Why do some vulnerable children become radicalized, while most others do not?

Posted on May 19, 2015 in Child & Family Debates

NationalPost.com – Full Comment
May 19, 2015.   Michael Ungar and Amarnath Amarasingam

The criminal radicalization of Canadian youth affects us all. It is not a challenge confined to Muslim communities; though too often, it is Muslim communities that endure the most pressure and blame. Many in the community have been at a loss about how to adequately address the issue, and put it in proper context, doing their best to limit generalizations about their communities, which may further marginalize their youth. Leading up to the recent passage of Bill C-51, these conversations were once again at the forefront.

We know that youth, from all kinds of communities and backgrounds, radicalize because they feel their behaviour is effective. But, what we don’t study nearly enough are the factors that discourage youth from violence, especially when they live beside radicalized peers. Even fewer people talk to youth, families and communities about what they think is working to prevent youth criminal radicalization. And, our research suggests that this is what will lead us to solutions that work.

Dalhousie University’s Children and Youth in Challenging Contexts (CYCC) Network recently hosted an event in Calgary that brought together community and religious leaders, youth workers, law enforcement officials and government representatives from across Canada. Together, we looked at simple community-based solutions for a problem that big government agencies have yet to solve. Rather than scrutinizing the handful of youth who have become radicalized, we looked at the resilience of youth who choose a peaceful path.

Resilience research suggests that when youth have other ways of accessing the benefits that they get through political violence, they will choose the more adaptive strategies. As researchers, our challenge is to better understand the protective processes that help youth avoid violence. To do this, we need to collaborate with youth. We need to study how they find non-violent ways to have a political voice and fight for what they believe in.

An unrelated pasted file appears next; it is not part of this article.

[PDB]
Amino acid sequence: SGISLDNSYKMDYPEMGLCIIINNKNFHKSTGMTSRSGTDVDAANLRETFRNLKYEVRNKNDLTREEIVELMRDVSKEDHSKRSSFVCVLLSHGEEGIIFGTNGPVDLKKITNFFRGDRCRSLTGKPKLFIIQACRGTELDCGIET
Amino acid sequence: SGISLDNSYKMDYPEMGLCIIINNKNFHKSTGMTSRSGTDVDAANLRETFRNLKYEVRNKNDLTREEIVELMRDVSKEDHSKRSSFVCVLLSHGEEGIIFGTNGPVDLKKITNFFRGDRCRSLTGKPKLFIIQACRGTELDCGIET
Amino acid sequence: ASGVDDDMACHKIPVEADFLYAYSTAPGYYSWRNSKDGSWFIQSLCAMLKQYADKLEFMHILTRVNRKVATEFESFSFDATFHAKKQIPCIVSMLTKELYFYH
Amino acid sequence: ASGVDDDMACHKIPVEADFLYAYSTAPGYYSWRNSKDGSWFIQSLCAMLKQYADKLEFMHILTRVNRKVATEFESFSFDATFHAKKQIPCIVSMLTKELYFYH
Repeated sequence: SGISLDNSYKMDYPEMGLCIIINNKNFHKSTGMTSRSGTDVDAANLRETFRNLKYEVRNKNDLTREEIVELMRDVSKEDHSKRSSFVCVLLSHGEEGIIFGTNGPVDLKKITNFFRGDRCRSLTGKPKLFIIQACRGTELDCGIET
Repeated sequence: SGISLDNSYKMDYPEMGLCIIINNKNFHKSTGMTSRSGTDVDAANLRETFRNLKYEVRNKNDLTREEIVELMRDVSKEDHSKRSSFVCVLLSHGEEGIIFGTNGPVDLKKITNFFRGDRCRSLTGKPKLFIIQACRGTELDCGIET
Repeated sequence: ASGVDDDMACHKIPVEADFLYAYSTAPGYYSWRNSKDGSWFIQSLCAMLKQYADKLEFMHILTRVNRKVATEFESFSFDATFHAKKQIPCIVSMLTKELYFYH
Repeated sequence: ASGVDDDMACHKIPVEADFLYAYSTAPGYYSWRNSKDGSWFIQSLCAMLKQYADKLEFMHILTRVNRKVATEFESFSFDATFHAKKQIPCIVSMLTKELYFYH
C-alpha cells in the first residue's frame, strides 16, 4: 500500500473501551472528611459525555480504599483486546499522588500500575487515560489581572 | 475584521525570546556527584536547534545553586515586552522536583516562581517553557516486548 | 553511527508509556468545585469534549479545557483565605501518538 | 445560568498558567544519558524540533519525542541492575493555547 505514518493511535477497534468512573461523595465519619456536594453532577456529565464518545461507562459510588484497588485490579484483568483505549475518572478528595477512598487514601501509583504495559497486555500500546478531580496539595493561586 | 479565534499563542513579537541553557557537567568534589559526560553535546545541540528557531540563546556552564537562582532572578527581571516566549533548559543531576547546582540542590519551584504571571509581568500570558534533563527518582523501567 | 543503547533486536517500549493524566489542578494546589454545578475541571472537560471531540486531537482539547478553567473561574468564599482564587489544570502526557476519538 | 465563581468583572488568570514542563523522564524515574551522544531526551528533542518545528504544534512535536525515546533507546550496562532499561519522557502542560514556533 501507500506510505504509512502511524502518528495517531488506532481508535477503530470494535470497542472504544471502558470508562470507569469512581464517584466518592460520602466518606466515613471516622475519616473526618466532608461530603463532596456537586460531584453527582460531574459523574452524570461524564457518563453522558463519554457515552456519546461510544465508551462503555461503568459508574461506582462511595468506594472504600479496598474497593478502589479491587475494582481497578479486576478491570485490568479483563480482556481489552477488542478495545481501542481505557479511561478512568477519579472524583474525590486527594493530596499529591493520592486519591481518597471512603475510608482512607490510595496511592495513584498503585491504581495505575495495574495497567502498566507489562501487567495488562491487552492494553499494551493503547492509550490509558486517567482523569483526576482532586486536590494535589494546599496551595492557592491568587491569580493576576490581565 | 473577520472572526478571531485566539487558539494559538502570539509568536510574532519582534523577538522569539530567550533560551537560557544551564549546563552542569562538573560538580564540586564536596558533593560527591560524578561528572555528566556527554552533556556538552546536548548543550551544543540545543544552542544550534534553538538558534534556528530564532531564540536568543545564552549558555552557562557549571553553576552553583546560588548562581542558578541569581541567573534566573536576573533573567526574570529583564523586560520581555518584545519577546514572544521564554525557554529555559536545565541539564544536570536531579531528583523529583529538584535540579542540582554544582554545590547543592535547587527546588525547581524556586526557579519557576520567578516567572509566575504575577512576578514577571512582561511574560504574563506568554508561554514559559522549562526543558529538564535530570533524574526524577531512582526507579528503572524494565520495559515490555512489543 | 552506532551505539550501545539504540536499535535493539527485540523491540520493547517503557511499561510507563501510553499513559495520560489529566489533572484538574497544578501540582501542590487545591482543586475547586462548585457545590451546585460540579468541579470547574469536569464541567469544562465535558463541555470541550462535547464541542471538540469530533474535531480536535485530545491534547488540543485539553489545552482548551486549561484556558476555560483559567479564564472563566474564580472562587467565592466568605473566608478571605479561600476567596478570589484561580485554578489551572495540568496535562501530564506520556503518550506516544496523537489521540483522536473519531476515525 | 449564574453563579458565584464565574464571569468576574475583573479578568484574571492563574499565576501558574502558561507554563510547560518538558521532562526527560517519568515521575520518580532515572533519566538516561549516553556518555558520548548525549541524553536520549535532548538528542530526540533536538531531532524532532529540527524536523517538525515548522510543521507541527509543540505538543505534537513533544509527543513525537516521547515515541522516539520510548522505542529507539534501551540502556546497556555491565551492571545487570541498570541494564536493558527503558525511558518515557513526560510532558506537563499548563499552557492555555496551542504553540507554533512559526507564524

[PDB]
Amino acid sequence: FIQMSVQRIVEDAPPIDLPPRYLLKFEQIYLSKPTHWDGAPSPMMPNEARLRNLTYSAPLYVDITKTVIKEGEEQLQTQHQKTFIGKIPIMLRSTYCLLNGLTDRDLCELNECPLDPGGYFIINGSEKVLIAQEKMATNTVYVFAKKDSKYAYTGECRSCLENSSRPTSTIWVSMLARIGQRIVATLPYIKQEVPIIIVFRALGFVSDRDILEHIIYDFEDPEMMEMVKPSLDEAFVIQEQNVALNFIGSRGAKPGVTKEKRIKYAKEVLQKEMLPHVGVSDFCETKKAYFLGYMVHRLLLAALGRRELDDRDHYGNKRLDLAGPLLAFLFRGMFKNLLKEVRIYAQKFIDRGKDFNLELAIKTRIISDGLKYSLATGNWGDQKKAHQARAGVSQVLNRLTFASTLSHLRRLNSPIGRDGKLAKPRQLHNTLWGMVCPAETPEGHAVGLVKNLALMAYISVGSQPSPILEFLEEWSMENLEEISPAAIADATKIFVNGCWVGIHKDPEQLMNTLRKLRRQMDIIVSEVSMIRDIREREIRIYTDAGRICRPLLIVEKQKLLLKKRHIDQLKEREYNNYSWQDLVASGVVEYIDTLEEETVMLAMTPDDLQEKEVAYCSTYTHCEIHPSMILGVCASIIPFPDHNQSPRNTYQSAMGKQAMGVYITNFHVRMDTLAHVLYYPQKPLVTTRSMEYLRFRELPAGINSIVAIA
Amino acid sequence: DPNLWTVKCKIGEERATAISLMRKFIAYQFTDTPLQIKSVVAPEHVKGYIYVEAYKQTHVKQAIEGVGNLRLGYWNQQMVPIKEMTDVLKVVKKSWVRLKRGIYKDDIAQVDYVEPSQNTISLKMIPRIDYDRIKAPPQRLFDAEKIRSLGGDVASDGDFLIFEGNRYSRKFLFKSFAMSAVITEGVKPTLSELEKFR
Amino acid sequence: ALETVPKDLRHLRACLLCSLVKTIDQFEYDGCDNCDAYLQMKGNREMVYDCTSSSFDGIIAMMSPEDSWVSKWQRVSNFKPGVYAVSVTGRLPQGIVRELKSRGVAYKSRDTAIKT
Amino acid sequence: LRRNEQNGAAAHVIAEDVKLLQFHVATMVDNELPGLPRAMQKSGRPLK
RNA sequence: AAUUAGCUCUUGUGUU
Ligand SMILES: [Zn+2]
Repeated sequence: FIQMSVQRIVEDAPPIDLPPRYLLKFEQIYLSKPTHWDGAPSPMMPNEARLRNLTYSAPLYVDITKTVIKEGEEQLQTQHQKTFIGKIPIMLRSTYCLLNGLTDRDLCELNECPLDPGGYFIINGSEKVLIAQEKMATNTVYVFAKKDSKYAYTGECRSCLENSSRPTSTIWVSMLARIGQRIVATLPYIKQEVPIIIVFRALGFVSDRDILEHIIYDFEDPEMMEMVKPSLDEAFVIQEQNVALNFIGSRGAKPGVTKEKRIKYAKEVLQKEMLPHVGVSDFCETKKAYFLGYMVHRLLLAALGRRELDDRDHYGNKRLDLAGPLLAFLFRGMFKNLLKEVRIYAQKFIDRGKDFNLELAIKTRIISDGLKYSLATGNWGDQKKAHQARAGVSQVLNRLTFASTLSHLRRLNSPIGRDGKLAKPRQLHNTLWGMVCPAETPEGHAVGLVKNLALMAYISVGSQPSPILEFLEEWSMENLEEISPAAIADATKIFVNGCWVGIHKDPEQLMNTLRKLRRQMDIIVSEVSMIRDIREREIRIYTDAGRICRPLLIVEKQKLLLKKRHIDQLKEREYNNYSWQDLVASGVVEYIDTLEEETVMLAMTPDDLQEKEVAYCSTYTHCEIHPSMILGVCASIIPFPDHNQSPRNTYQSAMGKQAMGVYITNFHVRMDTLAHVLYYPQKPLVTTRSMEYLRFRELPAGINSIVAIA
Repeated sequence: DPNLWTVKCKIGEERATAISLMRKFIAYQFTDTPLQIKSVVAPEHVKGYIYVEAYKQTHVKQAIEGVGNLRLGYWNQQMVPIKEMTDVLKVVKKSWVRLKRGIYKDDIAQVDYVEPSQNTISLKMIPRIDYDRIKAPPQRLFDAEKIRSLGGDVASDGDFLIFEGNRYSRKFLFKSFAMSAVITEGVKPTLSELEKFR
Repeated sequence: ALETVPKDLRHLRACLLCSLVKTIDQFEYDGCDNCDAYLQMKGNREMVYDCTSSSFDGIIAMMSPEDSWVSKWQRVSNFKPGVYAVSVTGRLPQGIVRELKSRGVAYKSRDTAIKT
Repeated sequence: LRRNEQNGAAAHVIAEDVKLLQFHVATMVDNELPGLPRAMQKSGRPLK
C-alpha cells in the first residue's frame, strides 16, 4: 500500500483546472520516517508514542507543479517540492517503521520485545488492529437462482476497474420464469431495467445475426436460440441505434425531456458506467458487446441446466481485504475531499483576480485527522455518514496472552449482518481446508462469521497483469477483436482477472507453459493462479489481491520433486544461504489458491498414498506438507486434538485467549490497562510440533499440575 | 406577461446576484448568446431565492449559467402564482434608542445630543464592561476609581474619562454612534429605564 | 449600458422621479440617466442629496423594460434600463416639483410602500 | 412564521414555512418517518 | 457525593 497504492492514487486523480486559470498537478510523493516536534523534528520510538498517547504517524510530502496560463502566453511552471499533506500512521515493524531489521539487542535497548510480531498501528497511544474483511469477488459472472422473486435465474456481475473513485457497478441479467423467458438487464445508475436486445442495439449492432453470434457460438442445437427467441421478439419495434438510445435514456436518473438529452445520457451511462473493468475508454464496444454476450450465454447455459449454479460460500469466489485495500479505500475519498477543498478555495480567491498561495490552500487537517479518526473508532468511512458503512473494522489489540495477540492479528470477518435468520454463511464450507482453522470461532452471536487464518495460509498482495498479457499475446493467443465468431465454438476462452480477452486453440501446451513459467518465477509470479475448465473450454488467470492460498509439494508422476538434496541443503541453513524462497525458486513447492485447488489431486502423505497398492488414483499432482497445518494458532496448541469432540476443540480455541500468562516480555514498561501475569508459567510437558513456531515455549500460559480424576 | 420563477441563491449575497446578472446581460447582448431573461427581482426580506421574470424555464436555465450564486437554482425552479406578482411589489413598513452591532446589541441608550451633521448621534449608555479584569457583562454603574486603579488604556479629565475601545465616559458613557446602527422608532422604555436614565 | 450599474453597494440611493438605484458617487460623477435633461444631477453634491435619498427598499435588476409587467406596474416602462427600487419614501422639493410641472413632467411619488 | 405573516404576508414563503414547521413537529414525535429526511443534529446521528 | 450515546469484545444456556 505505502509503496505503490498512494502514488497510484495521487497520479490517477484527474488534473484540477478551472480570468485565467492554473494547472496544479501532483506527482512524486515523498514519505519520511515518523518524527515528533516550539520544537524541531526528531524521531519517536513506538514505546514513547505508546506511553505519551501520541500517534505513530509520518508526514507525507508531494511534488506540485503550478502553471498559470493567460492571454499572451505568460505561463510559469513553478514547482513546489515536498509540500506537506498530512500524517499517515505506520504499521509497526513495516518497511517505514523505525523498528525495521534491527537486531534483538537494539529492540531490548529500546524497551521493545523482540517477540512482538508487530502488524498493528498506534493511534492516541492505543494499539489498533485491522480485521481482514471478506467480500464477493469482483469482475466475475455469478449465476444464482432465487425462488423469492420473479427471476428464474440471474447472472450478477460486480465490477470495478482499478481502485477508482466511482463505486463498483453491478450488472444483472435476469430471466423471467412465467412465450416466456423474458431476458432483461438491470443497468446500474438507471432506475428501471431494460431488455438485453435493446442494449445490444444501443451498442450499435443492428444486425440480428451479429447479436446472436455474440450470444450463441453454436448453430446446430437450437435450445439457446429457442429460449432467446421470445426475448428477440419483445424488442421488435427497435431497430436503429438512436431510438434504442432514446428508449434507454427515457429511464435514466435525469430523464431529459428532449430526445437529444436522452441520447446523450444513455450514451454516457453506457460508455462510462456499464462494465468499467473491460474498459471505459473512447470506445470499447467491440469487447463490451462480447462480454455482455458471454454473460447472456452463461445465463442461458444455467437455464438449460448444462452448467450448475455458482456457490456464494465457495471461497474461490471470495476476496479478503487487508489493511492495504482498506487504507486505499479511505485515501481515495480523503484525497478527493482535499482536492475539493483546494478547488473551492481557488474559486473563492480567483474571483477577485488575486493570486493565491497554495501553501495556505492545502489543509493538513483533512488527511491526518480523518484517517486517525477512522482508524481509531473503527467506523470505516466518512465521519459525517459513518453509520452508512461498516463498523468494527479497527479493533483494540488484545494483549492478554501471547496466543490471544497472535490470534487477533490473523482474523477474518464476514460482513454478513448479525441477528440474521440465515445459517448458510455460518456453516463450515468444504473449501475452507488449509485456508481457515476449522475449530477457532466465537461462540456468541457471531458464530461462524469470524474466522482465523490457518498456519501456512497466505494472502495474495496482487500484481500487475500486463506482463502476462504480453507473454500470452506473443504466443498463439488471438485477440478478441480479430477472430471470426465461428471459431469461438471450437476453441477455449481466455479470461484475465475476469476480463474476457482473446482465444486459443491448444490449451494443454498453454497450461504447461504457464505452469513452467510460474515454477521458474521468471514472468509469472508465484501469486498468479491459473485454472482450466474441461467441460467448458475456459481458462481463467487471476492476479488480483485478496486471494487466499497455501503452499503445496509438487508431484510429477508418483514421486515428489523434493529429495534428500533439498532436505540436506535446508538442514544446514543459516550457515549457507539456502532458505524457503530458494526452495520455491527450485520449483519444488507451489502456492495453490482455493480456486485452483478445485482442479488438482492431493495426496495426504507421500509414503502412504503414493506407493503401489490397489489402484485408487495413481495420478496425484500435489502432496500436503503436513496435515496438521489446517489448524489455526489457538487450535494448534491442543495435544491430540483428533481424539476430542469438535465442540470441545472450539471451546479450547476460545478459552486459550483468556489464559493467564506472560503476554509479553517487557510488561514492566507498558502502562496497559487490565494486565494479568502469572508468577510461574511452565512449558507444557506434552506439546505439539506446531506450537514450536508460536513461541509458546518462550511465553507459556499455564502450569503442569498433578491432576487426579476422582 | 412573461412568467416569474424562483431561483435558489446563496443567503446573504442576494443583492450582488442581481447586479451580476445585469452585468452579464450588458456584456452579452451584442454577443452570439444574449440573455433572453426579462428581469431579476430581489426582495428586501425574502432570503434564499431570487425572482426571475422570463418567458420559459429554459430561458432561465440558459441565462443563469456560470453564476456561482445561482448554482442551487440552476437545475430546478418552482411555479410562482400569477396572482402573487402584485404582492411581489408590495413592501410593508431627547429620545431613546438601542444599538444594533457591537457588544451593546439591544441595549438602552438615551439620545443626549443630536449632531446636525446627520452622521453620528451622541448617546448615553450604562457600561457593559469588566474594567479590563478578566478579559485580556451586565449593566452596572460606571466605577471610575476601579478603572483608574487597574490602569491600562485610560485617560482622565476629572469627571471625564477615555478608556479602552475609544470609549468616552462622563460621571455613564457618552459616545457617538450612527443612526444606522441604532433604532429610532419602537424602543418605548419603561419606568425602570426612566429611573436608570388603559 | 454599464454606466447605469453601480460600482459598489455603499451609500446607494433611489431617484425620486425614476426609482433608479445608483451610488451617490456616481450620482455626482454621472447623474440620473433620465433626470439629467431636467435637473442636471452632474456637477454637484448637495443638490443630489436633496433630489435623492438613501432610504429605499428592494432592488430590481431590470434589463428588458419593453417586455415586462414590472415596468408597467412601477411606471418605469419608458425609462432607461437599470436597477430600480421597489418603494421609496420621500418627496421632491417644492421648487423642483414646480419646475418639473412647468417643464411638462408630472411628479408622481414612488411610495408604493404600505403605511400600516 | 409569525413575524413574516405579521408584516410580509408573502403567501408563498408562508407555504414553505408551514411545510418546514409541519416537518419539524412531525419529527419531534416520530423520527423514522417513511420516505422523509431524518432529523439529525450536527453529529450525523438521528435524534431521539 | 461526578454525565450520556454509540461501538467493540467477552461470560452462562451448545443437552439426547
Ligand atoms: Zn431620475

What we’re learning is that the things that facilitate resilience are quite common. And, that this is not a time for randomized control trials but a time for gathering the stories of organizations and individuals who have found ways to mitigate the factors that prevent violent radicalization in youth.

Amongst dozens of promising practices that we discussed in Calgary, three themes for success emerged: the power of youth engagement, the need for mentorship, and the effective use of the online world.

For example, the Reclaim Honour Project, based in London, Ont., has engaged young people to prevent violence against Muslim women and girls. Many others spoke to the power that engagement has on reducing the feelings of isolation that new immigrant youth feel when they are stuck between their parents’ culture and the culture of their peers. When we prevent violence towards young people, we break the cycle of violence that leads to radicalization and their need to fight back.

Youth who are vulnerable to radicalization also benefit from mentorship and strong role models in an era of shifting family structures. Calgary Police Service’s Youth at Risk Development Program (YARD), a community-based initiative that addresses gang involvement through early intervention with youth aged 10-17, showed what can be done when we provide mentors for new immigrant youth. Rather than exclusion, we can build bridges to inclusion for young people and give them the opportunity to connect with someone with the power to open doors into their communities.

UQAM also provided tangible examples of how social media can encourage ethical reporting on young people’s experiences of violence

Likewise, although the online world is often seen as a place where youth connect to radical thinking, organizations like the Ottawa-based MuslimLink are demonstrating how it can help spiritual leaders and caring adults connect with youth who might otherwise be pushed to the margins of their communities. Participants from the Université de Québec à Montréal (UQAM) showed how social media campaigns can unite youth and help them responsibly develop their own voice, discouraging them from turning to violence. UQAM also provided tangible examples of how social media can encourage ethical reporting on young people’s experiences of violence.

More than anything, what we learned in Calgary was that the way we talk about youth radicalization must change. As scholars have known for a long time, the “sample size” for studies in radicalization will always be small. Because of this, we need to look elsewhere to understand how communities can protect young people from the pull towards violence.

If we are going to prevent criminal radicalization, we cannot rely solely on better policing, increased surveillance, and more restrictive laws. We will do better when we turn to community activists, youth workers, leaders in our communities, and, most importantly, youth themselves for direction on where to focus our prevention efforts.

Michael Ungar is the founder and co-director of the Resilience Research Centre, and Scientific Director of the Children and Youth in Challenging Contexts (CYCC) Network. Amarnath Amarasingam is a SSHRC postdoctoral fellow in the Resilience Research Centre at Dalhousie University.

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